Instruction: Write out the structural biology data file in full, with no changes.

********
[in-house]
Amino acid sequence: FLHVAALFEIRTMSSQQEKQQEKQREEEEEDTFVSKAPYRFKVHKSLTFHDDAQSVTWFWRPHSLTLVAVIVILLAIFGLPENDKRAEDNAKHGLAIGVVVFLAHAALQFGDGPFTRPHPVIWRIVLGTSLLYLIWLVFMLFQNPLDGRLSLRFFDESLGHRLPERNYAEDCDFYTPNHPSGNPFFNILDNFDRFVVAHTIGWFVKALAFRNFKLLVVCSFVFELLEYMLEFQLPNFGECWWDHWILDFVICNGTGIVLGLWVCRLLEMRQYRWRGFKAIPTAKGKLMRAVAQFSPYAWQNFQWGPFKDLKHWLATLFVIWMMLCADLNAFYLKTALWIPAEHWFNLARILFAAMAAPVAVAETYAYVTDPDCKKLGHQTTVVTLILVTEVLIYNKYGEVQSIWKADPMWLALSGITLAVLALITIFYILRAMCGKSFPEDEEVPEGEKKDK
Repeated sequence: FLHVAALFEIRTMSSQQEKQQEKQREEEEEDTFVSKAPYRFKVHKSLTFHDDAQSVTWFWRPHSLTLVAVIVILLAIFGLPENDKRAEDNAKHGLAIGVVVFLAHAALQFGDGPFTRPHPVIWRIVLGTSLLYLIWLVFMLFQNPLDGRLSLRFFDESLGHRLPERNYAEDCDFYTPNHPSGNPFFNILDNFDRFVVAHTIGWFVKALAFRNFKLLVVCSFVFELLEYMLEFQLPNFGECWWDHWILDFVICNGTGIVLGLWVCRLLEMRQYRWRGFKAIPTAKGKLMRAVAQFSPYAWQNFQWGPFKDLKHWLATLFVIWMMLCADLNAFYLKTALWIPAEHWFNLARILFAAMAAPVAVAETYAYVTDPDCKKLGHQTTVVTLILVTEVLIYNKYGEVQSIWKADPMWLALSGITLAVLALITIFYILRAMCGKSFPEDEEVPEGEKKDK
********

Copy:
[in-house]
Amino acid sequence: FLHVAALFEIRTMSSQQEKQQEKQREEEEEDTFVSKAPYRFKVHKSLTFHDDAQSVTWFWRPHSLTLVAVIVILLAIFGLPENDKRAEDNAKHGLAIGVVVFLAHAALQFGDGPFTRPHPVIWRIVLGTSLLYLIWLVFMLFQNPLDGRLSLRFFDESLGHRLPERNYAEDCDFYTPNHPSGNPFFNILDNFDRFVVAHTIGWFVKALAFRNFKLLVVCSFVFELLEYMLEFQLPNFGECWWDHWILDFVICNGTGIVLGLWVCRLLEMRQYRWRGFKAIPTAKGKLMRAVAQFSPYAWQNFQWGPFKDLKHWLATLFVIWMMLCADLNAFYLKTALWIPAEHWFNLARILFAAMAAPVAVAETYAYVTDPDCKKLGHQTTVVTLILVTEVLIYNKYGEVQSIWKADPMWLALSGITLAVLALITIFYILRAMCGKSFPEDEEVPEGEKKDK
Repeated sequence: FLHVAALFEIRTMSSQQEKQQEKQREEEEEDTFVSKAPYRFKVHKSLTFHDDAQSVTWFWRPHSLTLVAVIVILLAIFGLPENDKRAEDNAKHGLAIGVVVFLAHAALQFGDGPFTRPHPVIWRIVLGTSLLYLIWLVFMLFQNPLDGRLSLRFFDESLGHRLPERNYAEDCDFYTPNHPSGNPFFNILDNFDRFVVAHTIGWFVKALAFRNFKLLVVCSFVFELLEYMLEFQLPNFGECWWDHWILDFVICNGTGIVLGLWVCRLLEMRQYRWRGFKAIPTAKGKLMRAVAQFSPYAWQNFQWGPFKDLKHWLATLFVIWMMLCADLNAFYLKTALWIPAEHWFNLARILFAAMAAPVAVAETYAYVTDPDCKKLGHQTTVVTLILVTEVLIYNKYGEVQSIWKADPMWLALSGITLAVLALITIFYILRAMCGKSFPEDEEVPEGEKKDK